In the late ’90s, a story emerged that made dogs a rebuke to post-Communist Russia. Ivan Mishukov ran away from his neglectful mother and her alcoholic boyfriend aged four, and survived two years on the streets of Moscow by begging for food and sharing his spoils with a pack of stray dogs that became his protectors. Adult humans abandoned, ignored or abused the city’s street children; the dogs were more humane. During the 1950s, though, dogs were the wet-nosed vanguard of Soviet progress. The successful launch of Sputnik 2 put a living creature into orbit for the first time, and that creature was Laika, a female Moscow stray mongrel, captured and trained for space flight.
The launch was a success for Soviet science, anyway. For Laika, it was disastrous, and it was always intended to be: there was no plan to bring her back. Sputnik 2 was designed to demonstrate that a living creature could survive the journey into space. How to make the return trip was a problem that didn’t even merit investigation until it had been proved that getting up there was possible. I’ve always imagined Laika’s death as a slow, stoical suffocation – paws flicking at levers in bafflement as the Skinner box runs out of biscuits, oxygen vanishing as she pants her last – but at a visit to the National Space Centre this weekend, I found out that my tidy version of the dog’s astronomical demise was very mistaken. Laika died a panicky death, probably of heat exhaustion, after about five hours in space. She wouldn’t have looked much like the sanguine canine voyager on the collector’s card above.
Oleg Gazenko, who led the Soviet animal experiments in space exploration, was later regretful about the use of dog astronauts: “Work with animals is a source of suffering to all of us… The more time passes, the more I’m sorry about it. We shouldn’t have done it… We did not learn enough from this mission to justify the death of the dog.” It’s hard to reconcile this with the photo of him exultantly holding up two trained cosmo-dogs, furry trophies of progress; but in my experience, the people who perform animal experiments are often people with great and genuine feeling for their subjects.
As an undergraduate biochemist, and then later as a researcher on artificial flavourings, my dad had to perform many tests on animal subjects, a lot of them futile. For example, under food safety law at the time, it was necessary to test a new compound at fatal levels, whether or not there was any likelihood of it being consumed in this way by humans. So, before a new gravy powder could be approved for market, it had to be fed to a panel of rats in increasing levels, until half the rats had died of gravy poisoning. But however dubious the science and unsteady the ethics, the researchers needed the results, and for that they had to be gentle-handed with their subjects. One of the main skills needed for the cold-blooded cruelty of animal experiments (and however necessary they are, however carefully meliorated, they are always cruel) is a talent for kindness. Another dad story: he once pithed a whole class of frogs, not because he enjoyed frog-pithing (he doesn’t), but because he couldn’t bear the suffering caused by the clumsy scalpels of his peers.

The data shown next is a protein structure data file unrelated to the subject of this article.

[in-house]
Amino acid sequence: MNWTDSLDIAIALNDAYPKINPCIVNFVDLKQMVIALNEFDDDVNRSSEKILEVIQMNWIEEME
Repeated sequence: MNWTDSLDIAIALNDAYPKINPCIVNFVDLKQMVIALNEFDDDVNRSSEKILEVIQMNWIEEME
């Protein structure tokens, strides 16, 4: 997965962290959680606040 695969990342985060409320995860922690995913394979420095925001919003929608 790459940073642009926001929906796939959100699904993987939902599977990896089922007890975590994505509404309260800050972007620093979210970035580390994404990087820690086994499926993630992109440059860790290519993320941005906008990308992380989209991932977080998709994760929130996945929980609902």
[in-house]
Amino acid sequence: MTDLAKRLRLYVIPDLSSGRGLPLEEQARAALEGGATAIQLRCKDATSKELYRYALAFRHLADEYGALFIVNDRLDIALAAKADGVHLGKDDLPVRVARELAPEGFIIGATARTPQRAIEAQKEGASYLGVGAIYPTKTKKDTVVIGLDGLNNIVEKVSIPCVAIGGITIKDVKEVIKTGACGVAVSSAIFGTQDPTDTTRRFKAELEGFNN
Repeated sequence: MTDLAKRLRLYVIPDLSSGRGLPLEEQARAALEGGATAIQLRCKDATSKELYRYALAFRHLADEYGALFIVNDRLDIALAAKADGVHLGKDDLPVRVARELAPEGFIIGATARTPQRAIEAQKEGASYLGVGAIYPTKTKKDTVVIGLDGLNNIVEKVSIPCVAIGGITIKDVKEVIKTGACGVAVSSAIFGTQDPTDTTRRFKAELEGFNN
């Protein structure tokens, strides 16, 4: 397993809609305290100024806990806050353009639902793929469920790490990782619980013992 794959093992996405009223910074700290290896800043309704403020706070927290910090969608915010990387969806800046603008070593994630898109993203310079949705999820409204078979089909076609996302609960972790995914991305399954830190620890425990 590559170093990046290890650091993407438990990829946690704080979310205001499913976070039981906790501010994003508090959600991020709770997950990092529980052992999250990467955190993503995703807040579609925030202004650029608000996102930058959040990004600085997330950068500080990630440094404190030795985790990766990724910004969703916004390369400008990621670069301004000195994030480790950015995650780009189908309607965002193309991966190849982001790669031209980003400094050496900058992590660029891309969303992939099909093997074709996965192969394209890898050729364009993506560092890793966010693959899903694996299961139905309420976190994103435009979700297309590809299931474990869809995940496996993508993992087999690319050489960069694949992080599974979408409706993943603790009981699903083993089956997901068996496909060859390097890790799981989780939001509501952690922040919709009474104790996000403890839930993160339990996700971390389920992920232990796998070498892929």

There’s understandable guilt about the fate of the Soviet space dogs, and a move to repay them by casting them as heroes. There are Laika statues, and this piece from the remarkable Museum Of Jurassic Technology talks about Laika’s “courageous example”, which is deceitful anthropomorphism: to be courageous, you have to know exactly what it is you’re braving, and however well-trained Gazenko’s subjects were, I doubt he was able to instill in them a sense of the danger of space flight or the greater good they were flying for. The naming of the space dogs suggests that the Soviet scientists felt the same impulse to lionise. The dog whose flight marked the final stage before a human astronaut was launched was called Zvezdochka – “daughter of the stars”. Laika, even though it sounds lyrical post-Sputnik, is more bathetic: it just means “little barker”.
When you see the dog suit at the Space Centre in Leicester, the bathos of the space dogs is much more obvious than their alleged heroics. Heavily laced canvas casings, with a glass helmet over the face and space for waste pouches (female dogs were used instead of males because they didn’t need to cock a leg to pee; though curiously, according to another display board at the Space Centre, when it came to human astronauts, NASA refused to consider women for several years, even though they tested better than men, and not just on their urinary habits) – it doesn’t look like something that a dog would be happy to wear. But dogs, even stray ones, have been bred for abjection. The heartbreaking thing about Laika is that dogs want so much to be in a pack, they can be trained to do almost anything, including dying alone in a space that’s barely bigger than they are.
Text © Sarah Ditum, 2012; thanks to Chris Brooke for pointing me to MJT